What are main mechanisms of injuries to the upper extremity?


What are main mechanisms of injuries to the upper extremity?


The most common injury mechanisms of the upper extremity are a fall on an outstretched hand or a direct blow, but each segment also has specific mechanisms. Clavicle fractures can result from a fall on an outstretched arm, a fall on the point of the shoulder, or a direct blow to the clavicle.

There are different causes of athletic injuries, these injuries also happen all around the body. As the term mechanical implies, the injuries are caused generally by forces from a blow, fall, and twist or otherwise, these forces are physical or mechanical to cause tear, inflammation, sprain, strain, fracture, and dislocation etc of the extremities.

In this article, you will be able to define and explain the key terms, mention common areas involve in Athletics, state the different structures affected and discuss their symptoms and treatment.


Common areas involve in Athletic Injuries

1. Head and Spine Injuries

This together is referred to as the ‘central nervous system, which control all the body activities through the ‘Sensory Neuron’ and the ‘Motor Neuron’. The control of the body activities i.e body gland organs and other parts of the body is done by the control of nervous systems in a ‘checks and balance process.

The process is produced by

(a) The Parasympathetic system and

(b) The Sympathetic system.

Injuries to the head or brain and to the spine or column could be very risky or dangerous. Parasympathetic-control is for all the voluntary activities and actions, and sympathetic-controls are for the voluntary activities or actions.

2. Head and Brain Injuries

The head is the body structure that cage or house the very sensitive organs, the brain. Unless otherwise, sports injuries to the head and spine are always ‘traumatic’ from a direct blow, fall or landing, vibration of the head, collision, etc. Injuries to the head or head injuries will include fracture, dislocation and sub luxation, contused injuries and brain concussion and hemorrhage.

3. Unconsciousness Information

Consciousness is an interference which is concerned with the function of the brain. The seriousness or level of unconsciousness can be determined by testing the actuality’s responses to sound or touch.

 a. Level of Responses: The levels of responses are the stages which a casualty passes during progression from the conscious level to unconsciousness.

Stage 1. Responses normal to questions and conversation.

Stage III, He regularly responds to questions.

Stage IV. He obeys only commands.

Stage V. He responds to pains only.

Stage VI. He does not respond at all.

In general, there are basically two stages of unconsciousness.

1. STUPOR: At this stage the casualty react to light.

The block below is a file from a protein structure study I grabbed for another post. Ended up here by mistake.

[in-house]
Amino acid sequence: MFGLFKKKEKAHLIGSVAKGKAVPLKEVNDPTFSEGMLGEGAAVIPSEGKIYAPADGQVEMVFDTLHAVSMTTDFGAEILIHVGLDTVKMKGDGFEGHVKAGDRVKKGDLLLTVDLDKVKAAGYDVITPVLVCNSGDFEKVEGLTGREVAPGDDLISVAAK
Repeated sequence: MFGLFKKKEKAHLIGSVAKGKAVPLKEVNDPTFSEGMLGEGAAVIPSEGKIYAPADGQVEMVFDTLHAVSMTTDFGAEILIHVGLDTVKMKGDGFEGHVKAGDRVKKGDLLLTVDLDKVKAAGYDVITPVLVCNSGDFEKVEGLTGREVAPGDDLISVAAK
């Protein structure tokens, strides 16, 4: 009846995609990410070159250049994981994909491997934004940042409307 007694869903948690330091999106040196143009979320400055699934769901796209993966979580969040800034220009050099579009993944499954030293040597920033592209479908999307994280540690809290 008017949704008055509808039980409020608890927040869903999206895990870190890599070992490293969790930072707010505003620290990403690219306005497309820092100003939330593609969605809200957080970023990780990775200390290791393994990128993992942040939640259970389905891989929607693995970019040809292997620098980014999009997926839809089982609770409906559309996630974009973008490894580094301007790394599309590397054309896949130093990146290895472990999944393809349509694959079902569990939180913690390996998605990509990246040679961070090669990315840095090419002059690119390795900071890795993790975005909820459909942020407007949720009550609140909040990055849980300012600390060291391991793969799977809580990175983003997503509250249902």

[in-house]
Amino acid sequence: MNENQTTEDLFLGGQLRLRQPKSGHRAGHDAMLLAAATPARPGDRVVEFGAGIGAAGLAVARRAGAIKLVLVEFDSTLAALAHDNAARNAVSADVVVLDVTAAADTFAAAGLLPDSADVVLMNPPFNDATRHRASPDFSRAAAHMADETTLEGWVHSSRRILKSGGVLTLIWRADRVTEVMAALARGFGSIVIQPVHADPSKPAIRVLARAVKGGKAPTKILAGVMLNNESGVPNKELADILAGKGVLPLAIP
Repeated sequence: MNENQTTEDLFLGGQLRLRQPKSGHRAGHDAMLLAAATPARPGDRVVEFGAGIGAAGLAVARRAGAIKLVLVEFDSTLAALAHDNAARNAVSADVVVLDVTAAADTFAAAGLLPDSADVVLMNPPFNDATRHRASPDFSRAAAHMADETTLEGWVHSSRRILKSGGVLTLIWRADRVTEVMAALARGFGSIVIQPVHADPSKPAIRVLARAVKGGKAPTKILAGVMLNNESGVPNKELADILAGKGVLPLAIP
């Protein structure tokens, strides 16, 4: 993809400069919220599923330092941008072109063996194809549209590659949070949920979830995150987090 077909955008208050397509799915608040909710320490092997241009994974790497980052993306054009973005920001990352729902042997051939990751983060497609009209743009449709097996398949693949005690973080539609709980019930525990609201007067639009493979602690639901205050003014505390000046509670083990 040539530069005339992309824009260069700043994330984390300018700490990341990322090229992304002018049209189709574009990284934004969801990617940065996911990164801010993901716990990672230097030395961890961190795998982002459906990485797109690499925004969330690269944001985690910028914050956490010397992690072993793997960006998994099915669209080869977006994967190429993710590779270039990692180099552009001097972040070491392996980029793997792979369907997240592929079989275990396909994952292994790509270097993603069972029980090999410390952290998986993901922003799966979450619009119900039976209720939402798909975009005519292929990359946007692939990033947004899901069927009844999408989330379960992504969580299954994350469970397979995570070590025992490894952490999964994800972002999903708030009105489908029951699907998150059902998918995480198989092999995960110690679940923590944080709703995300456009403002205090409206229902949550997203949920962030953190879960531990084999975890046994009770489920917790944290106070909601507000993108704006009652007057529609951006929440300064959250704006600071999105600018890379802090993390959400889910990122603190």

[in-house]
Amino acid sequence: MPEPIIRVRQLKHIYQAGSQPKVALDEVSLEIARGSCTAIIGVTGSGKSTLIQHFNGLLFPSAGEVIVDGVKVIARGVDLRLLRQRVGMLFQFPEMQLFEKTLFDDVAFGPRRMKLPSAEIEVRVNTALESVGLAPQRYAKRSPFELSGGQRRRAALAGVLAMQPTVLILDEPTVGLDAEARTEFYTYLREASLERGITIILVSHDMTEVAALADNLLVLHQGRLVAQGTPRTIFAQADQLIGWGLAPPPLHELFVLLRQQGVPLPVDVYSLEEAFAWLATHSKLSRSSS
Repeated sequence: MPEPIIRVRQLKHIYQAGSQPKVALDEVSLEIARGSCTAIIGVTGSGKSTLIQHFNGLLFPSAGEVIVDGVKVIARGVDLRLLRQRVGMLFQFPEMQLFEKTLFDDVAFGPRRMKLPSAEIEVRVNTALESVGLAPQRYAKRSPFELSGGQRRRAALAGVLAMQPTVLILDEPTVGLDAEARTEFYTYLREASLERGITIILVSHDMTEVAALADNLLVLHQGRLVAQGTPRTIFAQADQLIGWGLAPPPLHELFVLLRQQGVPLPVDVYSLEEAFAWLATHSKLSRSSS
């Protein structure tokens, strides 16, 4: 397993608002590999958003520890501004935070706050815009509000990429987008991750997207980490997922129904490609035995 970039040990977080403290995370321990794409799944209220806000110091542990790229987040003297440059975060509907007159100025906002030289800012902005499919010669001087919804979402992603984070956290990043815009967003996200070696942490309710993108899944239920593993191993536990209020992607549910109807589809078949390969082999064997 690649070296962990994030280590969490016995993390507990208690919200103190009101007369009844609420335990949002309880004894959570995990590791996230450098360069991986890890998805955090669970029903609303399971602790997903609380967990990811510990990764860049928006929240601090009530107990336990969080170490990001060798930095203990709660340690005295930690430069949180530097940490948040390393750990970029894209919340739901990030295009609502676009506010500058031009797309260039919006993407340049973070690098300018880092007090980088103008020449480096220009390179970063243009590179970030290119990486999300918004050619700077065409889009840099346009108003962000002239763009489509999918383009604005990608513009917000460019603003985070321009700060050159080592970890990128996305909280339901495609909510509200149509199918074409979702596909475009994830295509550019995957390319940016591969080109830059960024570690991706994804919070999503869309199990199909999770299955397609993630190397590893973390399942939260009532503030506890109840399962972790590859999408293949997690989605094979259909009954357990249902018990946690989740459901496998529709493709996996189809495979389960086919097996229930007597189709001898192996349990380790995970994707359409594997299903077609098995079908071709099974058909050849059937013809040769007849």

2. COMA: Here the casualty does not react to light nor stimuli.

b. Treatment:

1. Maintain the airways open.

2. Remove any lose dentures or detached teeth and clear the mouth of any vomit or blood.

3. Loosen any tight clothing around the neck, chest or waist.

4. Where breathing cease start artificial ventilation immediately

5. Proper examination to find other causative factors

6. Place him on a lateral position (i.e face sideways with chest abdomen on the floor).

7. Manage serious wounds, fracture e.t.c.

8. Where the injury is of spine, do not remove the patient

9. Check level of responsiveness of the pulse breathing e.t.c

10. Reassurance when recovered.

This normally occurs in children between the ages of 1- 4. It is accompanied with raised temperature which could be as a result of infectious disease, throat or ear infection.

c. Symptoms and Signs:

· High fever

· Flushing and sweating

· Twitching of muscles

· Upturned eyes (shunting)

· Stiffness of head, back and spine.

· Held breath

· Face congestion

· Throth from the mouth foams



1. Maintain airways and ensure fresh air

2. Loosen all tight dressing

3. Treat as unconscious patient

4. Cold sponging to cool down temperature

5. Shift him to hospital.

Concussion – classified into – mild, moderate and sever injuries – symptoms – headache, dizziness, nausea, and symptoms of disorientation and confusion, stalking at the point of contact – caused by temporary stoppage of blood supply to the brain.

Injuries are inevitable and sports with higher risk of injuries to the head include; gymnastics, basketball, soccer, football, rodeo, diving or water sports and extreme sports.

Every injury to the human is a potential risk and serious that could not only ‘maim and mars but in capacitate, but cause death, including sports injuries.

With the examples of players dieing on the pitch of play, the like of ‘SamuelOkparaji and so many others’. It is very needful to educate every stakeholder, at all levels, in sports, about sports medicine (sports injuries)

4. Joints Injuries